DeRosa et al. (2002) constructed the first models of solar convection in a spherical geometry that could explicitly resolve both the largest dynamical scales of the system (of order the solar radius) as well as smaller scale convective overturning motions comparable in size to solar supergranulation (20 – 40 Mm). They found that convection within these simulations spans a large range of horizontal scales, especially near the top of the domain, where convection on supergranular scales is apparent. The smaller cells are advected laterally by the larger scales of convection, which take the form of a connected network of narrow downflow lanes that horizontally divide the domain into regions measuring approximately 100 – 200 Mm across. Correspondingly, Stein et al. (2006b,aJump To The Next Citation Point) found a similarly wide range of scales of motion, with a smooth amplitude spectrum consistent with SOHO/MDI observation (Georgobiani et al., 2007Jump To The Next Citation Point), in simulations covering scales from sub-granular to supergranular.

To properly compare velocity amplitudes over a large range of scales it is useful to display a ‘velocity spectrum’, showing the square root of the velocity power per unit logarithmic interval of wavenumber k

∘ ------ V(k ) = kP (k), (42 )
where P(k ) is the traditional ‘power spectrum’ (velocity power per unit linear wave number). The quantity kP (k) is the contribution to the total mean square velocity per unit ln k, and is independent of the unit of wavenumber. It has dimension velocity squared, and its square root is a good measure of the velocity amplitude at various scales.

Figure 22View Image shows a composite of simulated and observed velocities, over a range of scales that extends from global to below granulation scales. Note that the velocities on granular, mesogranular, and supergranular scales are consistent with commonly adopted values (a few  km s–1 on granular scales, a few several hundred  m s–1 on mesogranular scales, and 100 – 200 m s–1 on supergranular scales). Note that the velocity spectrum is approximately linear in k, and that it continues to giant cell scales, with no distinct features on scales larger than granulation.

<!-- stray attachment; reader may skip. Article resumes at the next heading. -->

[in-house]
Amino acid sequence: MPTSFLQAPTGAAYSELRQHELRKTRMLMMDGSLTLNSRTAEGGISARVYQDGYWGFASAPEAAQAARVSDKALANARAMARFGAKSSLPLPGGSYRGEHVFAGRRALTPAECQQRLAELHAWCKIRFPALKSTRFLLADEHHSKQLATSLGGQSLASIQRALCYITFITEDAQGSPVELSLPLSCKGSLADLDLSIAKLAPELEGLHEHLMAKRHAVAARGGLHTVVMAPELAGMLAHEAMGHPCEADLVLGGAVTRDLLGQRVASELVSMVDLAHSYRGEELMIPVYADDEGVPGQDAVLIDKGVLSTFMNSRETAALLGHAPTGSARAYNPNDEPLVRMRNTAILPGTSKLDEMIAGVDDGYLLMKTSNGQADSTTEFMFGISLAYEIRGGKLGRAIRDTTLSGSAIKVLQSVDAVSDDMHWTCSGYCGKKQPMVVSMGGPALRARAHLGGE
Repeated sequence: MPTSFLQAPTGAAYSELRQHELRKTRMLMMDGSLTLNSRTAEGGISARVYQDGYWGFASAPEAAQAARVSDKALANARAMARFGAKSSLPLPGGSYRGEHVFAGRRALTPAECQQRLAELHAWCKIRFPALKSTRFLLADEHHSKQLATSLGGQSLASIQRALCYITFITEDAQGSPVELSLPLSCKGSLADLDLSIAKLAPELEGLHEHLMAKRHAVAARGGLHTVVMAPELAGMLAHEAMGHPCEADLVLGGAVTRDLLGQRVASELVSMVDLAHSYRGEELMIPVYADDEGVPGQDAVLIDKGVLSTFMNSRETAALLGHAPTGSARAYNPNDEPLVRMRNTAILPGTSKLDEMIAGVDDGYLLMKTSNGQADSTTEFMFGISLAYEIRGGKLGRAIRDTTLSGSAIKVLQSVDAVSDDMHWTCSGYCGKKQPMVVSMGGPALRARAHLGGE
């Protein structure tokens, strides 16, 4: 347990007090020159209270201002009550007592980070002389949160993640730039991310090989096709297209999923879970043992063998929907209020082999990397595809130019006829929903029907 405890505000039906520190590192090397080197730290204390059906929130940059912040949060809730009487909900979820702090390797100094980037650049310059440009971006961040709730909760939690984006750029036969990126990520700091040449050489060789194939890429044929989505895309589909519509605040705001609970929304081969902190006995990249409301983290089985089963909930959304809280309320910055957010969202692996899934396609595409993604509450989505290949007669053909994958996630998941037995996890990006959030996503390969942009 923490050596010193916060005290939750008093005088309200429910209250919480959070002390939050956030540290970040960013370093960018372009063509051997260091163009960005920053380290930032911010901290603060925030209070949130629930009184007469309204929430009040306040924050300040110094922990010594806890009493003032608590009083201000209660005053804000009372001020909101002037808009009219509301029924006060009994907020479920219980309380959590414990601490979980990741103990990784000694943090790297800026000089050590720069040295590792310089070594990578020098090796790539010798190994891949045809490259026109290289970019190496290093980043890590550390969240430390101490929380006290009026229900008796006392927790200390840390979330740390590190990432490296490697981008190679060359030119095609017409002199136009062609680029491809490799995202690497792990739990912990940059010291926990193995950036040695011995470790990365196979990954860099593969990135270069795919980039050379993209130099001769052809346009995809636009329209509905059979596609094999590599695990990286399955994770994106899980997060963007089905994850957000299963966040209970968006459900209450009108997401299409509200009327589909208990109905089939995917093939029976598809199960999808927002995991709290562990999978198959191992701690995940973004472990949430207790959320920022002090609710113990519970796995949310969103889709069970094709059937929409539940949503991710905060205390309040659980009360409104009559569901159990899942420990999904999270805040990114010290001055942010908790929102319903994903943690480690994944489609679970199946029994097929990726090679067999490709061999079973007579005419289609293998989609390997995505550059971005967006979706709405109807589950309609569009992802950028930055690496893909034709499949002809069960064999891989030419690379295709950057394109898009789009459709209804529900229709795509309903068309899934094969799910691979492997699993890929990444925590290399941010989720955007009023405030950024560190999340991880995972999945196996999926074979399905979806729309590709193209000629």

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Figure 23: Horizontal and vertical components of the convective and oscillatory components (separated by sub-sonic filtering) of the velocity field in a supergranulation scale convection simulation, compared with the convective and oscillatory components of the line-of-sight velocity field, as observed with SOHO/MDI in high resolution mode. The ‘convective’ and ‘oscillatory’ (‘modes’ in the figure) are separated by a line ω = ck, where c = 7 km s–1 (from the same data set as was used in Stein et al., 2006a).
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Figure 24: Subsonic filtered line-of-sight velocities from SOHO, Gaussian filtered to the same effective number of pixel elements, for physical sizes of 400, 200, 100, and 50 Mm. The order of the panels has been scrambled, to make the point that the patterns are very similar, and that it is not obvious how to order the panels in a sequence of increasing size, for example (but see Figure 25View Image).

Because of mass conservation large scale convection motions are necessarily dominated by horizontal motions, while on the other hand large scale solar oscillations are dominated by vertical motions near the solar surface. Doppler measurements from, for example, SOHO/MDI are sensitive to a mix of horizontal and vertical motions into the line-of-sight, in that for example the high-resolution mode of SOHO/MDI extends over a square of size ∼ 210 Mm, which is often also slightly off-set relative to solar disc center. Figure 23View Image illustrates these points.

The velocity spectrum shows that velocities are present over a large range of scales simultaneously, with larger scale motions decreasing in amplitude roughly in inverse proportion to the size. By using a Gaussian filter that leaves approximately the same number of effective resolution elements in picture that vary in size with factors of 2, 4, 8, and 16 one can show that, in addition to being nearly scale-free with respect to the amplitude spectrum, the patterns of motion are also very similar on different scales (cf. Figure 24View Image). The actual sizes of the panels are revealed in Figure 25View Image.

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Figure 25: Subsonic filtered line-of-sight velocities from SOHO, with the same order of panels as in Figure 24View Image, but without applying the Gaussian filter that was used there.